The Camino de Santiago has become big, big business in Spain. I’ve been to Spain many times, often for months at a time, and never have I seen as many television news segments and newspaper articles on The Camino as I saw this spring and summer. There were hard news pieces, like the one about Denise Thiem, the American woman who disappeared from The Camino in April this year,* but most of the Camino news segments are human-interest type stories on issues like the soaring numbers of pilgrims and high temperatures on The Camino. There are religious articles, too, like one about seven American seminarians who walked The Camino in their cassocks, or the Spanish priest who brought ten teenage boys from Santa Ana parish in Arizona to walk The Camino so that each “finds what God wants of them.”
Being big business, the infrastructure on The Camino is fully established and rapidly expanding. Every year there are more private albergues than there were the year before, and many of these albergues offer private rooms, often with private bath, in addition to dormitory style accommodation. In Navarette, for example, a dozen yards from the municipal albergue, there is Albergue Buen Camino (http://www.alberguebuencamino.es). The owner of this private albergue also runs a hostal right next door with private en suite rooms. In mid-July, at the height of The Camino season, there were beds available in the albergue and rooms available in the hostal.
In Cirueña, I stayed at the new and comfortable Albergue Casa Victoria (http://wisepilgrim.com/albergue/casa-victoria). It offers private rooms as well as dormitory style rooms that sleep only four people. It’s a quarter of a mile off The Camino route so perhaps not as popular as other albergues directly on the route. As there were only I and one other person, I opted for one of the two bottom bunks in the dormitory room rather than paying the heftier cost of a private room.
Another benefit of private albergues is that owners often augument their income by offering a three course dinner with wine and bread. Such a meal typically runs seven or eight euros, which is very reasonable because bars and restaurants typically charge ten or more euros for the same.
If you’re relying upon the albergues listed in one of the several guides available for the Camino Francés, you are going to face stiff competition. Additonally, albergues that are directly on The Camino route tend to fill up early and don’t need to advertise. To find those accommodations that are slightly off the main route, your best bet is to pay attention to small signs posted on The Camino before reaching a town because out-of-the-way establishments will make an effort to attract business.
For the most part, private rooms for one are rare, but I did have a room for one, with sink, in Santiago de Compostela at the Albergue Seminario Menor (http://www.tripadvisor.com/Hotel_Review-g187508-d1545943-Reviews-Albergue_Seminario_Menor-Santiago_de_Compostela_A_Coruna_Province_Galicia.html). It is very basic lodging but clean and comfortable enough for 15€. A major advantage of the private room in this albergue is that you can leave your belongings in the room during the daytime if you are booked to stay more than one night. (A word of warning: don’t presume for a moment that your private room here is secure. There are placards reminding pilgrims not to leave valuables, and my door had visible signs of forced entry at some point. One afternoon I happened to be in the room, with the door locked, when someone in the hallway attempted to open the door. I didn’t respond but listened as the person went down the hall trying all the door handles.)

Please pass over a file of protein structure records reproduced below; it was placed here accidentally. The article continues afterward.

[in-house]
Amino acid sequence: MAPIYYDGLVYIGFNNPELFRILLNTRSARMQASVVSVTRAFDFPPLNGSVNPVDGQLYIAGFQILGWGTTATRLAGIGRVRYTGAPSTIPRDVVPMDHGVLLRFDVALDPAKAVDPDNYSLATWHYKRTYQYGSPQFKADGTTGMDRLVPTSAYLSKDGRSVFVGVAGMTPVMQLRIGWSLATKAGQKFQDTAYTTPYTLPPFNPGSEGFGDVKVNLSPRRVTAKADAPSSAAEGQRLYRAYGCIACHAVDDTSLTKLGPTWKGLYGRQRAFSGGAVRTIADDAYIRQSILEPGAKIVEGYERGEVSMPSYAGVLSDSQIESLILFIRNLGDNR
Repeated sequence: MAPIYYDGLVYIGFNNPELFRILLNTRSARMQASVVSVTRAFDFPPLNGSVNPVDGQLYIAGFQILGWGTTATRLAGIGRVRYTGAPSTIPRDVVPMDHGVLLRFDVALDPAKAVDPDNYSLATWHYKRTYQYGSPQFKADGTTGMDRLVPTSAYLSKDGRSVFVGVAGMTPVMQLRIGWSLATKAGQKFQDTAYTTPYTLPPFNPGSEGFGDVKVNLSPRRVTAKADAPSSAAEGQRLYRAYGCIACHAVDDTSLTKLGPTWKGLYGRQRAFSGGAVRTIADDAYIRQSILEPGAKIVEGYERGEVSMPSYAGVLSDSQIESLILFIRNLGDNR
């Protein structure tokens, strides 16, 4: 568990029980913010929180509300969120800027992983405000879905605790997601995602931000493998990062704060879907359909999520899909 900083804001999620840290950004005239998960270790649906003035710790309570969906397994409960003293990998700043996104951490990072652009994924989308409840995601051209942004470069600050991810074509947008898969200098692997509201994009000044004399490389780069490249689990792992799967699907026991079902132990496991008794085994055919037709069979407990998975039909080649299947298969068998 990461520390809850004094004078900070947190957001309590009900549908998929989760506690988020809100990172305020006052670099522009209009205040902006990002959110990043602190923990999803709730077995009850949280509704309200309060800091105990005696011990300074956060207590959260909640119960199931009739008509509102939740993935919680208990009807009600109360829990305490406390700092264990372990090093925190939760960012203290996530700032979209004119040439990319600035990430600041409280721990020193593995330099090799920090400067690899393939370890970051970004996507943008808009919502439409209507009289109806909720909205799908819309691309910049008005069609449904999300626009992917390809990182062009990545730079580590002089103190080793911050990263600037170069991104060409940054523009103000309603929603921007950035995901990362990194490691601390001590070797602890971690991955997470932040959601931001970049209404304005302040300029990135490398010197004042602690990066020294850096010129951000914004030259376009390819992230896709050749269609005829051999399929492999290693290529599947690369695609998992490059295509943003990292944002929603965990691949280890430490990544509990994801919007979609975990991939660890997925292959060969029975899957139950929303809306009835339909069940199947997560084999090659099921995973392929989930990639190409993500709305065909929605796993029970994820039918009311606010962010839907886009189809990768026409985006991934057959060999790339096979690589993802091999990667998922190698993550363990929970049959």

Double rooms are common. If you’re traveling with someone or if you’re fed up and tired to the bone and just want a good night’s sleep, a private room in an albergue might be for you. If you’re too late to get a dormitory bed and you don’t want to continue walking until you find the next albergue, this might be an option. But be warned, it’s rarely an inexpensive option.
Between Roncesvalles** and Burgos, more or less, an albergue bed runs ten to twelve euros ($11 –13, £7 – 8.50) per night. Then the beds begin to get cheaper, eight or maybe seven euros. From León onward, you can easily find a bed for five euros ($5.50, £3.50) per night. If you want a private room in an albergue, however, the cheapest I can recall is thirty euros ($33, £21) and, typically, they were forty ($44, £28) or fifty euros ($55, £35), especially on the earlier stages of The Camino.
Of course, 50€ is very inexpensive by some standards. But if you’re comparing 5€ for a bed in a shared room against 50€ for a private room in the same building, perhaps even right next door to the shared room, 50€ looks pretty darned expensive.
Bear in mind that you’ll find every manner of accommodation available at all different prices, and there simply is no “best way” to go about finding lodging that meets all your criteria (unless you’re looking for the least expensive, bar none). The only thing to do is keep an open mind, ask questions, weigh your options, and make your best choice.
In Sleeping on The Camino, Part 4, I will discuss alternatives for private rooms that are not part of the typical multi-bed, dormitory style albergue. Stay tuned.
**I didn’t mention St. Jean Pied de Port because, this being the more or less official start of the Camino Francés, an albergue (auberge in French) tends to run higher. Even quite a bit higher. I had been one week in France prior to spending a week in Madrid and then going on to begin The Camino. Prices in France were considerably higher than they were in Spain for just about everything.
*Photo of Denise Thiem courtesy of AZCentral.com.